Interesting Guide to Mental Illness Awareness Week: Day One Stigma
It is Mental Illness Awareness Week from October 2, 2022 – October 8, 2022. I am posting a series going along with NAMI ( National Alliance on Mental Illness ), One of my favorite sites for all information on mental illness.
Please remember, as I state in every post about mental health, I am not a Therapist, Doctor, or Psychiatrist. I am a person who lives daily with mental illness, so I feel confident in passing on what works for me and what I have learned myself about mental illness. I ALWAYS suggest that you seek medical attention.
The rundown for this week’s posts is going to follow their scheduled day topics which are
Mental Illness Awareness Week Agenda
- Monday, October 3: Stigma
- Tuesday, October 4: Medication [National Day of Prayer for Mental Illness Recovery and Understanding]
- Wednesday, October 5: Therapy
- Thursday, October 6: Disclosing [National Depression Screening Day]
- Friday, October 7: Caregiving
Each day of this week, I will share information from NAMI and my personal real-life experiences with Mental illness. I have found some excellent information on their site and some videos that touch on these subjects.
I want to Promote the NAMI HelpLine
The NAMI HelpLine is a free, nationwide peer-support service providing information, resource referrals, and support to people living with a mental health condition, their family members and caregivers, mental health providers, and the public.
Anyone can reach the NAMI HelpLine Monday through Friday, 10 a.m. – 10 p.m. ET.
Let's get started on Monday, October 3: Stigma of Mental Illness
What exactly is stigma?
This is the definition of stigma
A mark of disgrace associated with a particular circumstance, quality, or person.
“the stigma of having gone to prison will always be with me.”
Similar: shame, disgrace, dishonor, stain, taint, blot, blemish, brand,
mark, slur, and smirch
My definition of stigma is discrimination or judgment against someone different.
NAMI Pledge to Be StigmaFree The NAMI website has a page dedicated to ending the Stigma around Mental Illness. There are three steps to follow
- Step 1 Educate Yourself and Others
- Step 2 See the Person, Not the Condition
- Step 3 Take Action
There is a quiz on that page and a place where you can take a pledge.
My Personal Feelings About Stigma of Mental Illness
I am sometimes embarrassed to say I have a mental illness because of how people view it. I think they assume that I am not smart or capable of really anything.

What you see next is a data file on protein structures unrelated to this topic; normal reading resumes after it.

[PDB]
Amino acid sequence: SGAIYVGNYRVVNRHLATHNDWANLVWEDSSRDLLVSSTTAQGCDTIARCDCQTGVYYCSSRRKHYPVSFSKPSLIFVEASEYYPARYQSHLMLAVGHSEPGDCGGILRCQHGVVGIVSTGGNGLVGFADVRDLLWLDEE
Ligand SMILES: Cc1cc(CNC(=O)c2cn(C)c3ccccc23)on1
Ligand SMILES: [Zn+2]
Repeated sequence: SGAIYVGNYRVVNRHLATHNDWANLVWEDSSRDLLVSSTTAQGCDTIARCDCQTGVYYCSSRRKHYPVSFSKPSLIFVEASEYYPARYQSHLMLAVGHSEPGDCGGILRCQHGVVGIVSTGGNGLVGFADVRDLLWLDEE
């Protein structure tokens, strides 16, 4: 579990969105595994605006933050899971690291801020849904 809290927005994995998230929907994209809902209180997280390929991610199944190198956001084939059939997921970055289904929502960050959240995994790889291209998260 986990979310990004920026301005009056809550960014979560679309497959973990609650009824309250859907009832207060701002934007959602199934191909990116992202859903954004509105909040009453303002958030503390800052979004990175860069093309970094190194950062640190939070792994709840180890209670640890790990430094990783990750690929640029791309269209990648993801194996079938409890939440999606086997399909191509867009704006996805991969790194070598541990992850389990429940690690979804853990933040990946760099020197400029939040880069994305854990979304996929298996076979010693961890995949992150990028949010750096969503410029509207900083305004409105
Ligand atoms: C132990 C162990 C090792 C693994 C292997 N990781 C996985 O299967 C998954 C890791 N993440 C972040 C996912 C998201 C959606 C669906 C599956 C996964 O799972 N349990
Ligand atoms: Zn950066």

I am now a business owner and the creator of this blog. When I went to get my license with the state of Michigan, I had an interview with the company that did that service.
They asked all about what was the nature of the business. After I said Mental Health Blog, The person said, “Oh, you are a doctor or therapist?” I replied, “No, I am a person with mental illness that will be sharing my story, and I will be an advocate for others with mental illness.
The conversation shifted for a minute from someone talking to a professional to someone talking to a mentally ill person. I was nervous for a split second and then mad. I wore my “work” hat, wowed them with my knowledge and business plan, and passed the interview. I still get angry thinking about that conversation!
Meeting New People
It is just common when you meet new people to ask general questions
- Are you married?
- Do you have kids?
- Where do you work?
- Do you have pets? (I added that one because I am in love with Jonah, and it’s an opening to talk about him)
When they get to, where do you work? I get a catch in my throat and tighten up inside with my reply, “I am disabled.” It is always met with either a look like “why?” or sympathy.
If I feel brave, I offer that I have a mental illness. Sometimes the person will open up and say they suffer from depression or anxiety. It is a bonding moment there for a minute: other times, they look like they don’t know what to say. I understand. It doesn’t make me feel better about it, though.
Just like the video, let's share some truth or false
It is just like any other situation. PLEASE be kind! Don’t discriminate against people who are different than you. Don’t look down on people who have a mental illnesses.
Please come back daily to share in Mental Illness Awareness week, October 2, 2022 – October 8, 2022. Tomorrow is Tuesday, and we will look at October 4: Medication [National Day of Prayer for Mental Illness Recovery and Understanding]